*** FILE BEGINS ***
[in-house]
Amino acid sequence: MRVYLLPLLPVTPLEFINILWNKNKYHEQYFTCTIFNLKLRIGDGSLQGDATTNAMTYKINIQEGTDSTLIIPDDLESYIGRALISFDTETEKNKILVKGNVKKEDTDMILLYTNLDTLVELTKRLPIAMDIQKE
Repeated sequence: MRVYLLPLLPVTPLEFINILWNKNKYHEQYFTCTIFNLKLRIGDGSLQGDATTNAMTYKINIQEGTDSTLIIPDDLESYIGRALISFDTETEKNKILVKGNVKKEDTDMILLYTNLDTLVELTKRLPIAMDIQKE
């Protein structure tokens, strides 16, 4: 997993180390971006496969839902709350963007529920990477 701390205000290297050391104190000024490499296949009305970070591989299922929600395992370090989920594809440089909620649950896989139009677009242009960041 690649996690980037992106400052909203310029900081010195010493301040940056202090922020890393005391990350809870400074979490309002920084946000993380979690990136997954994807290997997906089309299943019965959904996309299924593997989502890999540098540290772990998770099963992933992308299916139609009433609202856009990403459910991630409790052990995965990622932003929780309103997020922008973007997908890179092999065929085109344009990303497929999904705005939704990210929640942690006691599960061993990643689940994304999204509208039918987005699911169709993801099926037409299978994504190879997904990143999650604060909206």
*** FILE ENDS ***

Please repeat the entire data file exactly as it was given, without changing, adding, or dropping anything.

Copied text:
[in-house]
Amino acid sequence: MRVYLLPLLPVTPLEFINILWNKNKYHEQYFTCTIFNLKLRIGDGSLQGDATTNAMTYKINIQEGTDSTLIIPDDLESYIGRALISFDTETEKNKILVKGNVKKEDTDMILLYTNLDTLVELTKRLPIAMDIQKE
Repeated sequence: MRVYLLPLLPVTPLEFINILWNKNKYHEQYFTCTIFNLKLRIGDGSLQGDATTNAMTYKINIQEGTDSTLIIPDDLESYIGRALISFDTETEKNKILVKGNVKKEDTDMILLYTNLDTLVELTKRLPIAMDIQKE
């Protein structure tokens, strides 16, 4: 997993180390971006496969839902709350963007529920990477 701390205000290297050391104190000024490499296949009305970070591989299922929600395992370090989920594809440089909620649950896989139009677009242009960041 690649996690980037992106400052909203310029900081010195010493301040940056202090922020890393005391990350809870400074979490309002920084946000993380979690990136997954994807290997997906089309299943019965959904996309299924593997989502890999540098540290772990998770099963992933992308299916139609009433609202856009990403459910991630409790052990995965990622932003929780309103997020922008973007997908890179092999065929085109344009990303497929999904705005939704990210929640942690006691599960061993990643689940994304999204509208039918987005699911169709993801099926037409299978994504190879997904990143999650604060909206």